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Approach to machine learning for extraction of real-world data variables from electronic health records


March 2023


Adamson B, Waskom M, Blarre A, Kelly J, Krismer K, Nemeth S, Gippetti J, Ritten J, Harrison K, Ho G, Linzmayer R, Bansal T, Wilkinson S, Amster G, Estola E, Benedum CM, Fidyk K, Estevez M, Shapiro W, and Cohen AB (2023). Approach to machine learning for extraction of real-world data variables from electronic health records. Front. Pharmacol. 14:1180962. doi: 10.3389/fphar.2023.1180962


Access to research-ready datasets with high quality, recency, clinical depth, provenance, completeness, representativeness, and usability is a significant barrier to generating robust and meaningful real-world evidence (RWE). Studies that use electronic health record (EHR)-derived data require extensive data pre-processing and curation to create meaningful variables and outcomes for analysis. However, valuable information is often trapped within unstructured documents such as clinician notes or scanned lab reports, making it difficult to extract relevant data. Traditional methods like manual chart reviews by clinical experts are time-consuming and resource-intensive, limiting research opportunities and scale. 

Recent advances in artificial intelligence (AI), specifically natural language processing (NLP) and machine learning (ML) offer new opportunities to extract clinical details from patient charts and curate high-quality RWD in oncology. This paper provides an overview of Flatiron Health’s approach to applying NLP and ML methods to efficiently extract data from unstructured documents and visit notes stored in oncology care EHR, offering transparency and explainability.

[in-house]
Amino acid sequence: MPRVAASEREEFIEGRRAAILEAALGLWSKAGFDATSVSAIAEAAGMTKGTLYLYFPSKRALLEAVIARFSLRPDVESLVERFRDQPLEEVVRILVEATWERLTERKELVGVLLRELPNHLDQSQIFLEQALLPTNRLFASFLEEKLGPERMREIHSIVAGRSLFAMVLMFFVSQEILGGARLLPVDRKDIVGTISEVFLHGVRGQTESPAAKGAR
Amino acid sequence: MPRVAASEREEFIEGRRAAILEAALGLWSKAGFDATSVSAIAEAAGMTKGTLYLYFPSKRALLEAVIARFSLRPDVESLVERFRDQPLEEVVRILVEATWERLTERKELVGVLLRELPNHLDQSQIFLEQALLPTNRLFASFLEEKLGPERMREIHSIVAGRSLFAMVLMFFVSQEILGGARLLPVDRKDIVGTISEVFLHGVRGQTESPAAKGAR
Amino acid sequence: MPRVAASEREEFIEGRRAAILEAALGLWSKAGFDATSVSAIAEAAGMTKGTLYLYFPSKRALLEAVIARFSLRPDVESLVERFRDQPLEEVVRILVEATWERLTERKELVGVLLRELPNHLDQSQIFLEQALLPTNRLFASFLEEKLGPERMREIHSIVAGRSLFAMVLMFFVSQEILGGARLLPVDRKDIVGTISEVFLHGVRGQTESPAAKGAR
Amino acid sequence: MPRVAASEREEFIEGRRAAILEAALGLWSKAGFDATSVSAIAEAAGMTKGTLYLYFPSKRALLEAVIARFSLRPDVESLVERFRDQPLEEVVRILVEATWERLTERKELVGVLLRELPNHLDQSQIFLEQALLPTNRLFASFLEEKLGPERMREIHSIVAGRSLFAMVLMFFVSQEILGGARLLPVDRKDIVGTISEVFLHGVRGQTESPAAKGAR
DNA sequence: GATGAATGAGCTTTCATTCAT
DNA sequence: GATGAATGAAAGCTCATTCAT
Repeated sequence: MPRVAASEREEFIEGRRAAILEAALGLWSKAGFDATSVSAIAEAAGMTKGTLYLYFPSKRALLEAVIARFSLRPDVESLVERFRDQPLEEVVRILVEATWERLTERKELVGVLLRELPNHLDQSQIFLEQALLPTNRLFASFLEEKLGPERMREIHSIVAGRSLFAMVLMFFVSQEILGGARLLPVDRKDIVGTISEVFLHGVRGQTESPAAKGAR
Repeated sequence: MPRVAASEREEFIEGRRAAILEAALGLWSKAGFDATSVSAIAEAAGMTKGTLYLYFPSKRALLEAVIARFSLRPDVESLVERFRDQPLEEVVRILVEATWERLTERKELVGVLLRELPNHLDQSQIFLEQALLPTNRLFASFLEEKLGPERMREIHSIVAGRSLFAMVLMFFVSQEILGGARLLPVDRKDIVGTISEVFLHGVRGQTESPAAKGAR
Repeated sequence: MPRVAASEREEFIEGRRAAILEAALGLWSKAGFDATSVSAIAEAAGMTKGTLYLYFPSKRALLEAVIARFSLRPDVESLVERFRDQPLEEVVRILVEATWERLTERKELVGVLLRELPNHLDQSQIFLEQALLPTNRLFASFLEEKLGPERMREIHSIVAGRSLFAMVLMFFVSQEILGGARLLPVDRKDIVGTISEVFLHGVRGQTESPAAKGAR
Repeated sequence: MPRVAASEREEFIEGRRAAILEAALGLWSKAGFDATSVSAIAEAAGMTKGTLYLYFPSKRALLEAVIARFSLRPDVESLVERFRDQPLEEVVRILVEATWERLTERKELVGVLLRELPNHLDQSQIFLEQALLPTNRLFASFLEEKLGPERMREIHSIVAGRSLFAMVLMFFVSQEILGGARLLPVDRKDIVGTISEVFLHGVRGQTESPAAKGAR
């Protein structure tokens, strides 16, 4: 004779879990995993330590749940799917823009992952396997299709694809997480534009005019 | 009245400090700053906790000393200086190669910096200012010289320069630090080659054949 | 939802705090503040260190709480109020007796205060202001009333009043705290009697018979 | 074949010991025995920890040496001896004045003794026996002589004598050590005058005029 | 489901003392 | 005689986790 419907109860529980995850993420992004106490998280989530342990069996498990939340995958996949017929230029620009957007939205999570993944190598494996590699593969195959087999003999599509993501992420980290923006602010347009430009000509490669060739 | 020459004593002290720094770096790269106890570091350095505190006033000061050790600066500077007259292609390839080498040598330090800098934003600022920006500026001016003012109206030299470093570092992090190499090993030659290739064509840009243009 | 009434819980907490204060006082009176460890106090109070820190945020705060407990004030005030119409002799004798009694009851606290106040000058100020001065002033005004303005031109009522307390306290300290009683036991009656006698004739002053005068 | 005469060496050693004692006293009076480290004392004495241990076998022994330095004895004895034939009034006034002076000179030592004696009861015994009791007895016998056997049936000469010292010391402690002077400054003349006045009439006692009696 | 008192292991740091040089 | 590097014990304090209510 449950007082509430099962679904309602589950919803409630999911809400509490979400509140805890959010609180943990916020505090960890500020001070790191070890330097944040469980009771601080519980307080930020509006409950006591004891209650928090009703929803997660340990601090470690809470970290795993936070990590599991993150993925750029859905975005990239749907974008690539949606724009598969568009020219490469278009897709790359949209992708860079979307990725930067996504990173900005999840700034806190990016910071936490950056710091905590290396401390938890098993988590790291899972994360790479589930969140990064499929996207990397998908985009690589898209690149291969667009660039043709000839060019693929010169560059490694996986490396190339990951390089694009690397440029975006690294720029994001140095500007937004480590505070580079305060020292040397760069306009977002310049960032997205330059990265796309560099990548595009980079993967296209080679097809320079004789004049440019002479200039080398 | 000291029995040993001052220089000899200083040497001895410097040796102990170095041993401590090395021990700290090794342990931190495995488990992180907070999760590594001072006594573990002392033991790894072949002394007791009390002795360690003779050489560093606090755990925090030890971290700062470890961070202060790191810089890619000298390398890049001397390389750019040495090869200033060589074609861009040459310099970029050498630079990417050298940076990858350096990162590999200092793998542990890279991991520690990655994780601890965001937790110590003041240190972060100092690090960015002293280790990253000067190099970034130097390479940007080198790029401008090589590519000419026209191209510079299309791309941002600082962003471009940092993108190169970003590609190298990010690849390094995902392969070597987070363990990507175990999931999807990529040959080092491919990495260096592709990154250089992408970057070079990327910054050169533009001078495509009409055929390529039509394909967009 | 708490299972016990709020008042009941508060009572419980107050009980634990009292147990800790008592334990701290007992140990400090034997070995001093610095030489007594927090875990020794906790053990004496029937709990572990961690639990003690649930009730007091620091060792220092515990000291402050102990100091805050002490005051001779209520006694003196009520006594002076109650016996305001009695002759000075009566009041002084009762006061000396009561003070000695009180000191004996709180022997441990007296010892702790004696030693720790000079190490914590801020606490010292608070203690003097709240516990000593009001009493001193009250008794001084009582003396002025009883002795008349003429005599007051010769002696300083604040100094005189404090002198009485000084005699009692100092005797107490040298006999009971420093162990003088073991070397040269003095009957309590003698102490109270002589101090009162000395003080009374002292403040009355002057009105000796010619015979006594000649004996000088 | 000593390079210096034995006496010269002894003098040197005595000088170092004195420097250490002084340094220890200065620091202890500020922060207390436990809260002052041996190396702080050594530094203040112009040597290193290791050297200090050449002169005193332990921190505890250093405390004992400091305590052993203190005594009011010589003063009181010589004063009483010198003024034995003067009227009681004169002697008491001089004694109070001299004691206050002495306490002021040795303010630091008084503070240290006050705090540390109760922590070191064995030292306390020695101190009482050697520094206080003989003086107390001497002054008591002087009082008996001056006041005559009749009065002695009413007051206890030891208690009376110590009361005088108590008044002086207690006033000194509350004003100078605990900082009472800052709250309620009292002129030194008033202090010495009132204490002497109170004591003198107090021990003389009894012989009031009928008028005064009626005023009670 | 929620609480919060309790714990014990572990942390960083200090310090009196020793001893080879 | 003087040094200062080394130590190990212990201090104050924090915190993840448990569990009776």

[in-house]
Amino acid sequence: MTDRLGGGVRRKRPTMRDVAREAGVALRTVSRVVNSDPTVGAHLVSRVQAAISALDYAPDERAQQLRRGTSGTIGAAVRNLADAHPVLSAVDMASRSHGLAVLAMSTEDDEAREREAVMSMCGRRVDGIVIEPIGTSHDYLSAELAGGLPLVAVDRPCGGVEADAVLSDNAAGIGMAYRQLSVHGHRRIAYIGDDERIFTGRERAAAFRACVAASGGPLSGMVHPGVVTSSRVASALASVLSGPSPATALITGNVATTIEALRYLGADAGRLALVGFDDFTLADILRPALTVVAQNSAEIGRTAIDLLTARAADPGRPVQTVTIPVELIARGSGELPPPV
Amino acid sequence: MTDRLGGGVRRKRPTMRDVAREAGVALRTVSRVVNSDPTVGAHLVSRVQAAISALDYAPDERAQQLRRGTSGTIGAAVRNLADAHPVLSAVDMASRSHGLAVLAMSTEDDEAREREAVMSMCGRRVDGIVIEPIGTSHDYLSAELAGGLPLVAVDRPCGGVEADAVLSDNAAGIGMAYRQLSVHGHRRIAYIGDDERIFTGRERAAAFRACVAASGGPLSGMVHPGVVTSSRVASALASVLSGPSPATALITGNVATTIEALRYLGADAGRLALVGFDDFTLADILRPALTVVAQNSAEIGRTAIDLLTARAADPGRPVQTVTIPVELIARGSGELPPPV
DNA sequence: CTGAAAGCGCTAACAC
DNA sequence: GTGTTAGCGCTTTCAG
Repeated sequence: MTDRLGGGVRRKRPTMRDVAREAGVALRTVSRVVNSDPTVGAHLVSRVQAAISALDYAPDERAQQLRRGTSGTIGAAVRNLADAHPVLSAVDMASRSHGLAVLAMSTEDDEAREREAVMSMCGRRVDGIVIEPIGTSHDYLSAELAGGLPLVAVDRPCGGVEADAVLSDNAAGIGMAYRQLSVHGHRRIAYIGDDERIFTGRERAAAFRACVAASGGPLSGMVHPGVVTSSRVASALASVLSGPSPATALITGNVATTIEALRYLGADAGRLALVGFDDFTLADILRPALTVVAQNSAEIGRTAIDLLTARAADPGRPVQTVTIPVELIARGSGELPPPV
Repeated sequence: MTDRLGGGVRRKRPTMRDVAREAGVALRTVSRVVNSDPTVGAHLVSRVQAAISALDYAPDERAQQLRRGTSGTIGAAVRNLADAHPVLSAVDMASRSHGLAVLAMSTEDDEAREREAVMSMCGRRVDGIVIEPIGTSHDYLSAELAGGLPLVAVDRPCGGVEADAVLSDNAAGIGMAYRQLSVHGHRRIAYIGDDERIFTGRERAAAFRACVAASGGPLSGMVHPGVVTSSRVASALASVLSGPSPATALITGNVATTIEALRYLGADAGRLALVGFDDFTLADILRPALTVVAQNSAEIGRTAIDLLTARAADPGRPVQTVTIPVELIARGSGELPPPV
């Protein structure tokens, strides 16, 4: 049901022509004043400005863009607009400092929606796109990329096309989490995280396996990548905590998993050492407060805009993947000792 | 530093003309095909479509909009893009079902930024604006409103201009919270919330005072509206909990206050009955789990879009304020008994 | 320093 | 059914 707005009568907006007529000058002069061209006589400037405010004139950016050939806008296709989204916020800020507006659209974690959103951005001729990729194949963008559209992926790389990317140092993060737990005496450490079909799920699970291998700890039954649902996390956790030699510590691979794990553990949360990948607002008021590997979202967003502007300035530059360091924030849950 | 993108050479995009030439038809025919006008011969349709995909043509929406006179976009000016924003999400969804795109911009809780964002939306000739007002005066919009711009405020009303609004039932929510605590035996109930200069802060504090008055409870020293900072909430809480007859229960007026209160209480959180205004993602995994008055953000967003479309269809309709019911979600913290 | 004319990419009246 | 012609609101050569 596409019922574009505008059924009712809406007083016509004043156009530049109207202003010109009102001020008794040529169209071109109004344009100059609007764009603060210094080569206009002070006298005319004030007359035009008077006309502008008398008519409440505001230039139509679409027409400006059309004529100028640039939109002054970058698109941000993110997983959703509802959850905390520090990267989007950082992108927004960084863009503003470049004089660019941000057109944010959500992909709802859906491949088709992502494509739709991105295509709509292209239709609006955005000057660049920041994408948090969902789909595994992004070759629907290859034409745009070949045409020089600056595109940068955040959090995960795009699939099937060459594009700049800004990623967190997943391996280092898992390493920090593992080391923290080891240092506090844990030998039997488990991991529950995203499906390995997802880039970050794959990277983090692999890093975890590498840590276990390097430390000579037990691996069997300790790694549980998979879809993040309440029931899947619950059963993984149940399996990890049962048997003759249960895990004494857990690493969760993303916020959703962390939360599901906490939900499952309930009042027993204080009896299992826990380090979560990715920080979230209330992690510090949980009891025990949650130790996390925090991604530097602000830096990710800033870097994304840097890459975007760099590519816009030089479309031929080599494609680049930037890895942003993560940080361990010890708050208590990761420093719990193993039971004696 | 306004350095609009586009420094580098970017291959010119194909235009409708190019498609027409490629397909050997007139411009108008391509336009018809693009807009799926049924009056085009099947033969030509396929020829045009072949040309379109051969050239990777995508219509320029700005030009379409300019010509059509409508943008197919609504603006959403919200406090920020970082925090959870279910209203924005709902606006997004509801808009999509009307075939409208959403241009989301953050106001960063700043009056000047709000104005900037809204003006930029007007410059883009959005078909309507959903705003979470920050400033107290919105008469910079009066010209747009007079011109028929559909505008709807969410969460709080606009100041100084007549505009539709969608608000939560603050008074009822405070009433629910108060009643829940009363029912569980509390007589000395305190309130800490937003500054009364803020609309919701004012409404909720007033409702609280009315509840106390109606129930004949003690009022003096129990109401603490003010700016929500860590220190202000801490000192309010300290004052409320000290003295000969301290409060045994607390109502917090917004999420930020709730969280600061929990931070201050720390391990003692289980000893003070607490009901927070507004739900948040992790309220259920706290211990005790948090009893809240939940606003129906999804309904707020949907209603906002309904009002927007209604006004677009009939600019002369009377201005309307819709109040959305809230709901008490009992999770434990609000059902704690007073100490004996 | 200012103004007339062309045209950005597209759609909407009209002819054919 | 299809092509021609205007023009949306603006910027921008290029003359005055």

Figure 5 Machine Learning Adamson 2023Figure. Sentences of text (fictional examples here) from EHR are inputs to deep learning models that produce a data variable value for each patient as an output.

Why this matters

ML helps us learn more from examples of patients with specific characteristics, diseases, and therapies to achieve statistically meaningful results, especially for those who historically have been oppressed or marginalized in oncology clinical trials. 

With the rapid rise in personalized treatment and new biomarkers, transparent fit-for-purpose applications of ML will become increasingly important. With high-performance models, we can learn more from every patient's experience, reduce potential bias in evidence, and understand treatment effectiveness and safety in a timely way.

Read the research

Learn more about how we assess and achieve high-quality RWD with our machine learning performance evaluation framework